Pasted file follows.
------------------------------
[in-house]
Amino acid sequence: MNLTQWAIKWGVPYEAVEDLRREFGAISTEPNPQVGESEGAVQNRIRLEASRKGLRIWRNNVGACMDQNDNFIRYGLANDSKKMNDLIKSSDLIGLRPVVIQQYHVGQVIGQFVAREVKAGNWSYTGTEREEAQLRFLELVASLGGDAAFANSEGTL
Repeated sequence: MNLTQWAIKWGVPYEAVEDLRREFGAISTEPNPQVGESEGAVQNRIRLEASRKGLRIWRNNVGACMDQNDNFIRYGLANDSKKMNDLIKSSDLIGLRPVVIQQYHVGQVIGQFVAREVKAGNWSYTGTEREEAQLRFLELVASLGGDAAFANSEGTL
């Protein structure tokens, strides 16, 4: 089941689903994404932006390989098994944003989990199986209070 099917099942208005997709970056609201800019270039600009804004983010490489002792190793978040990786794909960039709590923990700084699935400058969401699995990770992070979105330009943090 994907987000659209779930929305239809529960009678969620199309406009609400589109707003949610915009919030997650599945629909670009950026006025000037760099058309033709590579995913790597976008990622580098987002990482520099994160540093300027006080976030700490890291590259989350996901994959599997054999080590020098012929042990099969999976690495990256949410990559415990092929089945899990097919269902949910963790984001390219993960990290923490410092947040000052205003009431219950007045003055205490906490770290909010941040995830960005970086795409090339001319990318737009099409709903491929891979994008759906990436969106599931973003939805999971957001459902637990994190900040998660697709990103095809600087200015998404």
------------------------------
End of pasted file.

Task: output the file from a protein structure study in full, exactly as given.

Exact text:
[in-house]
Amino acid sequence: MNLTQWAIKWGVPYEAVEDLRREFGAISTEPNPQVGESEGAVQNRIRLEASRKGLRIWRNNVGACMDQNDNFIRYGLANDSKKMNDLIKSSDLIGLRPVVIQQYHVGQVIGQFVAREVKAGNWSYTGTEREEAQLRFLELVASLGGDAAFANSEGTL
Repeated sequence: MNLTQWAIKWGVPYEAVEDLRREFGAISTEPNPQVGESEGAVQNRIRLEASRKGLRIWRNNVGACMDQNDNFIRYGLANDSKKMNDLIKSSDLIGLRPVVIQQYHVGQVIGQFVAREVKAGNWSYTGTEREEAQLRFLELVASLGGDAAFANSEGTL
């Protein structure tokens, strides 16, 4: 089941689903994404932006390989098994944003989990199986209070 099917099942208005997709970056609201800019270039600009804004983010490489002792190793978040990786794909960039709590923990700084699935400058969401699995990770992070979105330009943090 994907987000659209779930929305239809529960009678969620199309406009609400589109707003949610915009919030997650599945629909670009950026006025000037760099058309033709590579995913790597976008990622580098987002990482520099994160540093300027006080976030700490890291590259989350996901994959599997054999080590020098012929042990099969999976690495990256949410990559415990092929089945899990097919269902949910963790984001390219993960990290923490410092947040000052205003009431219950007045003055205490906490770290909010941040995830960005970086795409090339001319990318737009099409709903491929891979994008759906990436969106599931973003939805999971957001459902637990994190900040998660697709990103095809600087200015998404």